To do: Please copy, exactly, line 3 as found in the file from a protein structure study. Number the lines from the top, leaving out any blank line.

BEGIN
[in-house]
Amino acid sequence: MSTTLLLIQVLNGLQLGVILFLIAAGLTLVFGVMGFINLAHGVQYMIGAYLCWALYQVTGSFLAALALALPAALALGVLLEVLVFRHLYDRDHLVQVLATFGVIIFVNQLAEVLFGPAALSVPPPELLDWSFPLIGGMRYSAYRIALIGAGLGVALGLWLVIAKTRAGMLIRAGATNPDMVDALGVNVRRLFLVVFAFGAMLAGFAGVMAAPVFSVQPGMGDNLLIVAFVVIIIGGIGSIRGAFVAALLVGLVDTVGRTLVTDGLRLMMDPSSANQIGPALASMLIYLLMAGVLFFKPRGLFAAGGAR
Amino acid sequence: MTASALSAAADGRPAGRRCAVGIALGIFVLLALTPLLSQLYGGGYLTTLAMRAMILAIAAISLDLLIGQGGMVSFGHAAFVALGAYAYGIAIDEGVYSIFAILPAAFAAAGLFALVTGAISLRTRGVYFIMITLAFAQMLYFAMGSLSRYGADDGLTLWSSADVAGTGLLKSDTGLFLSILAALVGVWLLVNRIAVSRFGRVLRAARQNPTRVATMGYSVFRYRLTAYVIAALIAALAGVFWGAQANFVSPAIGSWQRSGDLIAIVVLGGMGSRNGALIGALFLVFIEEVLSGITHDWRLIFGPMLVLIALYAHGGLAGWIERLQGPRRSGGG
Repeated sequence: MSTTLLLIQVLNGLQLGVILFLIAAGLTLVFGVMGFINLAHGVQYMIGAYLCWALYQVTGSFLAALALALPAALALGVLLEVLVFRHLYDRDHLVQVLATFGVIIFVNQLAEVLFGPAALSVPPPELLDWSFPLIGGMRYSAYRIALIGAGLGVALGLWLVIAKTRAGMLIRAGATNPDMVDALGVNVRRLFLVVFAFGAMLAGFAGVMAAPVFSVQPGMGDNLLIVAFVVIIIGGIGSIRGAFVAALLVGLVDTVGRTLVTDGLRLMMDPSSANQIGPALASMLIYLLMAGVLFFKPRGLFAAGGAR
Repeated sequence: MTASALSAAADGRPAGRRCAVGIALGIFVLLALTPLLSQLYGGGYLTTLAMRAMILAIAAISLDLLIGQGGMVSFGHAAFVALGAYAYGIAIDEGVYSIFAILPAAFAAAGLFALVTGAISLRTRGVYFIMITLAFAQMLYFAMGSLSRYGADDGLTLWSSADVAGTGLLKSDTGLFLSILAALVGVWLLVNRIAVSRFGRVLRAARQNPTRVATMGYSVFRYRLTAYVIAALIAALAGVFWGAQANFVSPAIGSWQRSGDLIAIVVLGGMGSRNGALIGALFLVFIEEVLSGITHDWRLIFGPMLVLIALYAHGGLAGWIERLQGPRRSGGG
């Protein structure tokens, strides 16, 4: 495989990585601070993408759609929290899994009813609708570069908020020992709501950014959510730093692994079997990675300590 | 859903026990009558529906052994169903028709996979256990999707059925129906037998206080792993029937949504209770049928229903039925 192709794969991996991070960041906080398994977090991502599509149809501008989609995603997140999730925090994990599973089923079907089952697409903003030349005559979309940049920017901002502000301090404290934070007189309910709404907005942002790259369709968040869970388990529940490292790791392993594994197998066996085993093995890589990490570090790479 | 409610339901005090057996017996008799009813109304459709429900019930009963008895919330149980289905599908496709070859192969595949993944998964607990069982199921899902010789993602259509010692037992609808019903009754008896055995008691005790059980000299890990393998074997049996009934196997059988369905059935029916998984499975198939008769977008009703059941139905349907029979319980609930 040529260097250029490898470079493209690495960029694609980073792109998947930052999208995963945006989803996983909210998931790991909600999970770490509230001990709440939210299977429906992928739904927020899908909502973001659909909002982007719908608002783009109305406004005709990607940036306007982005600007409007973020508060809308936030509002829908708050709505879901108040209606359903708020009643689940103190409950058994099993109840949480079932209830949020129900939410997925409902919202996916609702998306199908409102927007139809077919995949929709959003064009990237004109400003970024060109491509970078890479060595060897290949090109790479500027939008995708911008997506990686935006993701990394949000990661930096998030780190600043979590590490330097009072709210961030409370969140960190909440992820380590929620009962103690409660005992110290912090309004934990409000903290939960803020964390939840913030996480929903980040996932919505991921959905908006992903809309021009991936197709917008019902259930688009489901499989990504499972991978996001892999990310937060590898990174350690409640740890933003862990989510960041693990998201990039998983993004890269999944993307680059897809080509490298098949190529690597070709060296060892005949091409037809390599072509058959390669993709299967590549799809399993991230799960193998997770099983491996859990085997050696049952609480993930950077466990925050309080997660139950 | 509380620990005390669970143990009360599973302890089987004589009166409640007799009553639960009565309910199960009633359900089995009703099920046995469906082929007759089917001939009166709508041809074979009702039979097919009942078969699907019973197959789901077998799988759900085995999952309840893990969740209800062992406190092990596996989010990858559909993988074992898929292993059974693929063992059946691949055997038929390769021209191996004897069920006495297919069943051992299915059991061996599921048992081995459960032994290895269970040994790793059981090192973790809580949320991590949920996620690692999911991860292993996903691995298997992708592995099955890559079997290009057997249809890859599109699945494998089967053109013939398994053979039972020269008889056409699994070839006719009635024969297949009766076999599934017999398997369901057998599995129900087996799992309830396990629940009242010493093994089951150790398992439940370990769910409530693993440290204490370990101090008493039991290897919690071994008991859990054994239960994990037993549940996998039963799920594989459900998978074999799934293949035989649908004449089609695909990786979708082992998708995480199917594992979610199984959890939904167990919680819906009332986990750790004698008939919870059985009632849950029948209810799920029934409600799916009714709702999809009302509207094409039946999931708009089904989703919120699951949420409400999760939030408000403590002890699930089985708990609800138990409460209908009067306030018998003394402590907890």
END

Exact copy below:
Amino acid sequence: MTASALSAAADGRPAGRRCAVGIALGIFVLLALTPLLSQLYGGGYLTTLAMRAMILAIAAISLDLLIGQGGMVSFGHAAFVALGAYAYGIAIDEGVYSIFAILPAAFAAAGLFALVTGAISLRTRGVYFIMITLAFAQMLYFAMGSLSRYGADDGLTLWSSADVAGTGLLKSDTGLFLSILAALVGVWLLVNRIAVSRFGRVLRAARQNPTRVATMGYSVFRYRLTAYVIAALIAALAGVFWGAQANFVSPAIGSWQRSGDLIAIVVLGGMGSRNGALIGALFLVFIEEVLSGITHDWRLIFGPMLVLIALYAHGGLAGWIERLQGPRRSGGG